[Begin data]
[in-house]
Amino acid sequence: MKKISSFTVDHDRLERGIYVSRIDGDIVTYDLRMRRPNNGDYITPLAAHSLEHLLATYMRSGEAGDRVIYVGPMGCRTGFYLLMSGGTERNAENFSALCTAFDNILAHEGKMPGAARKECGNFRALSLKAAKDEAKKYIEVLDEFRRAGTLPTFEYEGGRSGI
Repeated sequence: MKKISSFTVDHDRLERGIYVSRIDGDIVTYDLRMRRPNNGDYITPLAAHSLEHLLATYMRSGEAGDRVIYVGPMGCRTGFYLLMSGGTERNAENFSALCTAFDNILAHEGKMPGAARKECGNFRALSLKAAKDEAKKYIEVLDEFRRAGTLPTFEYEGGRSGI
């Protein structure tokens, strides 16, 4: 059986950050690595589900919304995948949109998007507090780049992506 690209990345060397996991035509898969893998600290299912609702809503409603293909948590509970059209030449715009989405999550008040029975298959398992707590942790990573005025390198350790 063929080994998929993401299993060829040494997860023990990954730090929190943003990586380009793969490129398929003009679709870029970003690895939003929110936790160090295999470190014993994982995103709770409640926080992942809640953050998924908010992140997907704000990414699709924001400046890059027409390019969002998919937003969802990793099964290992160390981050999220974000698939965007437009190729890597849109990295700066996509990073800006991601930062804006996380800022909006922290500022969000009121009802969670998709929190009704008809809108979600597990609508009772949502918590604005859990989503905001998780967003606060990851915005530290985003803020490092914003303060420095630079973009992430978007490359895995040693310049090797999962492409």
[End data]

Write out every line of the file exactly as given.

[in-house]
Amino acid sequence: MKKISSFTVDHDRLERGIYVSRIDGDIVTYDLRMRRPNNGDYITPLAAHSLEHLLATYMRSGEAGDRVIYVGPMGCRTGFYLLMSGGTERNAENFSALCTAFDNILAHEGKMPGAARKECGNFRALSLKAAKDEAKKYIEVLDEFRRAGTLPTFEYEGGRSGI
Repeated sequence: MKKISSFTVDHDRLERGIYVSRIDGDIVTYDLRMRRPNNGDYITPLAAHSLEHLLATYMRSGEAGDRVIYVGPMGCRTGFYLLMSGGTERNAENFSALCTAFDNILAHEGKMPGAARKECGNFRALSLKAAKDEAKKYIEVLDEFRRAGTLPTFEYEGGRSGI
């Protein structure tokens, strides 16, 4: 059986950050690595589900919304995948949109998007507090780049992506 690209990345060397996991035509898969893998600290299912609702809503409603293909948590509970059209030449715009989405999550008040029975298959398992707590942790990573005025390198350790 063929080994998929993401299993060829040494997860023990990954730090929190943003990586380009793969490129398929003009679709870029970003690895939003929110936790160090295999470190014993994982995103709770409640926080992942809640953050998924908010992140997907704000990414699709924001400046890059027409390019969002998919937003969802990793099964290992160390981050999220974000698939965007437009190729890597849109990295700066996509990073800006991601930062804006996380800022909006922290500022969000009121009802969670998709929190009704008809809108979600597990609508009772949502918590604005859990989503905001998780967003606060990851915005530290985003803020490092914003303060420095630079973009992430978007490359895995040693310049090797999962492409």